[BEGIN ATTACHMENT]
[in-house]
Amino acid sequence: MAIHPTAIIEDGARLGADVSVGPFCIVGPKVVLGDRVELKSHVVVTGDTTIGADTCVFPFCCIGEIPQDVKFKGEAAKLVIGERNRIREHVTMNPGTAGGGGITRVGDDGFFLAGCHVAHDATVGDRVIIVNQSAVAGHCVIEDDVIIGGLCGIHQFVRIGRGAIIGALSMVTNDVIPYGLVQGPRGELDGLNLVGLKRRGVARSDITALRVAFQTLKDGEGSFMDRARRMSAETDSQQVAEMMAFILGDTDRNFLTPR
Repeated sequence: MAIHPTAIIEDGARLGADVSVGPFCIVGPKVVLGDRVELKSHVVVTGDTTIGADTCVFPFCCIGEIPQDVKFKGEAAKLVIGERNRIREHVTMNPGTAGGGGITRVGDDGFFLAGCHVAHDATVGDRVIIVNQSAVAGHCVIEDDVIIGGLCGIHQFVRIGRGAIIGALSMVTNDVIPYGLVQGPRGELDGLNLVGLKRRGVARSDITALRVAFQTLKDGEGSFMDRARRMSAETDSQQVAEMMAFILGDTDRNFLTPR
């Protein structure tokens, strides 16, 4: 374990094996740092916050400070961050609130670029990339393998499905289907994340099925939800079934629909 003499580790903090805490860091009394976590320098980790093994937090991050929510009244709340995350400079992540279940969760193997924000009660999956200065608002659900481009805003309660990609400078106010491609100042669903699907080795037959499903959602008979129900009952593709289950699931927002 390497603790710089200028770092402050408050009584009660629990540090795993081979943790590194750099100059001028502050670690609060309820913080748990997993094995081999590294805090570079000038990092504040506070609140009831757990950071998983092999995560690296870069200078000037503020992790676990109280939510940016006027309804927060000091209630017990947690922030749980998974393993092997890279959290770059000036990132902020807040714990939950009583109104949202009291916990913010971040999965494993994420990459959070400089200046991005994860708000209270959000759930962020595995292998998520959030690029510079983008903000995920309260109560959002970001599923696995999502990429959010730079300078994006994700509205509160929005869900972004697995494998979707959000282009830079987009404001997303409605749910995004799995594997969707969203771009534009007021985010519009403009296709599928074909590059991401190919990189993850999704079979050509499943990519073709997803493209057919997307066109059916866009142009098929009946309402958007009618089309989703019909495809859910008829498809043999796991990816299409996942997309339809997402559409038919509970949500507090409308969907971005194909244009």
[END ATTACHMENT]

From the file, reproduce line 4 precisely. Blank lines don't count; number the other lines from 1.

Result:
């Protein structure tokens, strides 16, 4: 374990094996740092916050400070961050609130670029990339393998499905289907994340099925939800079934629909 003499580790903090805490860091009394976590320098980790093994937090991050929510009244709340995350400079992540279940969760193997924000009660999956200065608002659900481009805003309660990609400078106010491609100042669903699907080795037959499903959602008979129900009952593709289950699931927002 390497603790710089200028770092402050408050009584009660629990540090795993081979943790590194750099100059001028502050670690609060309820913080748990997993094995081999590294805090570079000038990092504040506070609140009831757990950071998983092999995560690296870069200078000037503020992790676990109280939510940016006027309804927060000091209630017990947690922030749980998974393993092997890279959290770059000036990132902020807040714990939950009583109104949202009291916990913010971040999965494993994420990459959070400089200046991005994860708000209270959000759930962020595995292998998520959030690029510079983008903000995920309260109560959002970001599923696995999502990429959010730079300078994006994700509205509160929005869900972004697995494998979707959000282009830079987009404001997303409605749910995004799995594997969707969203771009534009007021985010519009403009296709599928074909590059991401190919990189993850999704079979050509499943990519073709997803493209057919997307066109059916866009142009098929009946309402958007009618089309989703019909495809859910008829498809043999796991990816299409996942997309339809997402559409038919509970949500507090409308969907971005194909244009």